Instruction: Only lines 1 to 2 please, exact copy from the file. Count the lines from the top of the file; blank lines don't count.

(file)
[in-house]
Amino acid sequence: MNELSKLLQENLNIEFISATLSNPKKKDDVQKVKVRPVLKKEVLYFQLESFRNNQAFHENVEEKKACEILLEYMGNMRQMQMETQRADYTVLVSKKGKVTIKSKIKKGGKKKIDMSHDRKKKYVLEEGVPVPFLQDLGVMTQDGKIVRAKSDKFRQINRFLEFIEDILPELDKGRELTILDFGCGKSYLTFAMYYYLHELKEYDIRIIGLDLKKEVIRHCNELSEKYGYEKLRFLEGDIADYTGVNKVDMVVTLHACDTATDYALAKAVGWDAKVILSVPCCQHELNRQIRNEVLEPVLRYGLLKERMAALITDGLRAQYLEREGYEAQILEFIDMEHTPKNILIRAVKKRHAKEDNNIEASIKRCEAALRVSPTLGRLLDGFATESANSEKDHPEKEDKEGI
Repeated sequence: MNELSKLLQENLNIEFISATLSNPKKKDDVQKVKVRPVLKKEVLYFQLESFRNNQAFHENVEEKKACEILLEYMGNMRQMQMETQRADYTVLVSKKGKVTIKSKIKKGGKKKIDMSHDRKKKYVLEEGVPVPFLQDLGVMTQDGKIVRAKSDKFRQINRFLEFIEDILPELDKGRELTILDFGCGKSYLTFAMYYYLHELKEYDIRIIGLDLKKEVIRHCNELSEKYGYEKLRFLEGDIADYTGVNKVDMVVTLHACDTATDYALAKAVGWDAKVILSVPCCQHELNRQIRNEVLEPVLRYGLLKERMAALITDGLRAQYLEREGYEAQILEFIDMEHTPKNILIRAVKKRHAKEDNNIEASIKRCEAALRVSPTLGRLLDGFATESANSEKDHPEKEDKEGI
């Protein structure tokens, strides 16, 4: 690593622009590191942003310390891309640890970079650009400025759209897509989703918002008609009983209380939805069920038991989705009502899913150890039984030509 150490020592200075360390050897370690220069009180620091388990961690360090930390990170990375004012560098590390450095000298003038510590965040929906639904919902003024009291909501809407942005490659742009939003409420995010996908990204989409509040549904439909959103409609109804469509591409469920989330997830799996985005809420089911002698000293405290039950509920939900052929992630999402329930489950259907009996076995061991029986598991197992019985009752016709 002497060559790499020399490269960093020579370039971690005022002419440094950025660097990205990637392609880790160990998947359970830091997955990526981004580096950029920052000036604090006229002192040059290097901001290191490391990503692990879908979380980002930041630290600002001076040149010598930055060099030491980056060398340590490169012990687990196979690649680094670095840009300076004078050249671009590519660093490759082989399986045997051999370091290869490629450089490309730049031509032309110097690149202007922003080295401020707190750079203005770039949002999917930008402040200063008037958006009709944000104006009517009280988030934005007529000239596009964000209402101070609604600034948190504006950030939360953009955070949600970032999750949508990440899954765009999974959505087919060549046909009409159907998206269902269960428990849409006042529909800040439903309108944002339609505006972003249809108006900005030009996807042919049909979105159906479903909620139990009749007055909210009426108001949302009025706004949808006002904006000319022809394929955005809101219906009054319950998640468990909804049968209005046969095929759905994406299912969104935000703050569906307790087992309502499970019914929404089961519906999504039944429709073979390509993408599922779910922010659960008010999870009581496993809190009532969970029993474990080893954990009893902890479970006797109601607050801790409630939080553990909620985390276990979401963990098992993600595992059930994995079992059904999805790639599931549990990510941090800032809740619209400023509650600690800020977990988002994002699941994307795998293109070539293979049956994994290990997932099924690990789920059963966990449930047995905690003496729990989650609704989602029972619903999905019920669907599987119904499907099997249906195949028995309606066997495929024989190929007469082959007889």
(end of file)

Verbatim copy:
[in-house]
Amino acid sequence: MNELSKLLQENLNIEFISATLSNPKKKDDVQKVKVRPVLKKEVLYFQLESFRNNQAFHENVEEKKACEILLEYMGNMRQMQMETQRADYTVLVSKKGKVTIKSKIKKGGKKKIDMSHDRKKKYVLEEGVPVPFLQDLGVMTQDGKIVRAKSDKFRQINRFLEFIEDILPELDKGRELTILDFGCGKSYLTFAMYYYLHELKEYDIRIIGLDLKKEVIRHCNELSEKYGYEKLRFLEGDIADYTGVNKVDMVVTLHACDTATDYALAKAVGWDAKVILSVPCCQHELNRQIRNEVLEPVLRYGLLKERMAALITDGLRAQYLEREGYEAQILEFIDMEHTPKNILIRAVKKRHAKEDNNIEASIKRCEAALRVSPTLGRLLDGFATESANSEKDHPEKEDKEGI